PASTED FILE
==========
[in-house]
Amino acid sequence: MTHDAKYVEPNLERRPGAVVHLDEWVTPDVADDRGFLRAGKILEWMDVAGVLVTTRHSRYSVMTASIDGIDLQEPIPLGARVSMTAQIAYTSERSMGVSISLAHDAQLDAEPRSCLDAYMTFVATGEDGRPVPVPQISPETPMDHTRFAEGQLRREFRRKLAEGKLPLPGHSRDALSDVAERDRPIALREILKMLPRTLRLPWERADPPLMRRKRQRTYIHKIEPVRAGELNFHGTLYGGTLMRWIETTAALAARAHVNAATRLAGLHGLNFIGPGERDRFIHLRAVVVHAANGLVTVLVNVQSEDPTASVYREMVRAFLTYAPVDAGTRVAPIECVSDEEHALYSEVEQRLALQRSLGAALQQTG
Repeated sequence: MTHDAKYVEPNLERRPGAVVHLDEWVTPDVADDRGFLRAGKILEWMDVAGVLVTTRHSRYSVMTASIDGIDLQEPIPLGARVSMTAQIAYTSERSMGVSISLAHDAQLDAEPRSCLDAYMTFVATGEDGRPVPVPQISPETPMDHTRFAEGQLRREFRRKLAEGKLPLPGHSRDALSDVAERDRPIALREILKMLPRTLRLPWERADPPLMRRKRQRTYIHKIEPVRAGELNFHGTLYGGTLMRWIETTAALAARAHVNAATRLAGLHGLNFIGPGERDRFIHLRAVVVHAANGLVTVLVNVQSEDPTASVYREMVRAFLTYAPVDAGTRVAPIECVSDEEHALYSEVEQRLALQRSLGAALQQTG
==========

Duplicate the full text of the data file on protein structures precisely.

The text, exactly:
[in-house]
Amino acid sequence: MTHDAKYVEPNLERRPGAVVHLDEWVTPDVADDRGFLRAGKILEWMDVAGVLVTTRHSRYSVMTASIDGIDLQEPIPLGARVSMTAQIAYTSERSMGVSISLAHDAQLDAEPRSCLDAYMTFVATGEDGRPVPVPQISPETPMDHTRFAEGQLRREFRRKLAEGKLPLPGHSRDALSDVAERDRPIALREILKMLPRTLRLPWERADPPLMRRKRQRTYIHKIEPVRAGELNFHGTLYGGTLMRWIETTAALAARAHVNAATRLAGLHGLNFIGPGERDRFIHLRAVVVHAANGLVTVLVNVQSEDPTASVYREMVRAFLTYAPVDAGTRVAPIECVSDEEHALYSEVEQRLALQRSLGAALQQTG
Repeated sequence: MTHDAKYVEPNLERRPGAVVHLDEWVTPDVADDRGFLRAGKILEWMDVAGVLVTTRHSRYSVMTASIDGIDLQEPIPLGARVSMTAQIAYTSERSMGVSISLAHDAQLDAEPRSCLDAYMTFVATGEDGRPVPVPQISPETPMDHTRFAEGQLRREFRRKLAEGKLPLPGHSRDALSDVAERDRPIALREILKMLPRTLRLPWERADPPLMRRKRQRTYIHKIEPVRAGELNFHGTLYGGTLMRWIETTAALAARAHVNAATRLAGLHGLNFIGPGERDRFIHLRAVVVHAANGLVTVLVNVQSEDPTASVYREMVRAFLTYAPVDAGTRVAPIECVSDEEHALYSEVEQRLALQRSLGAALQQTG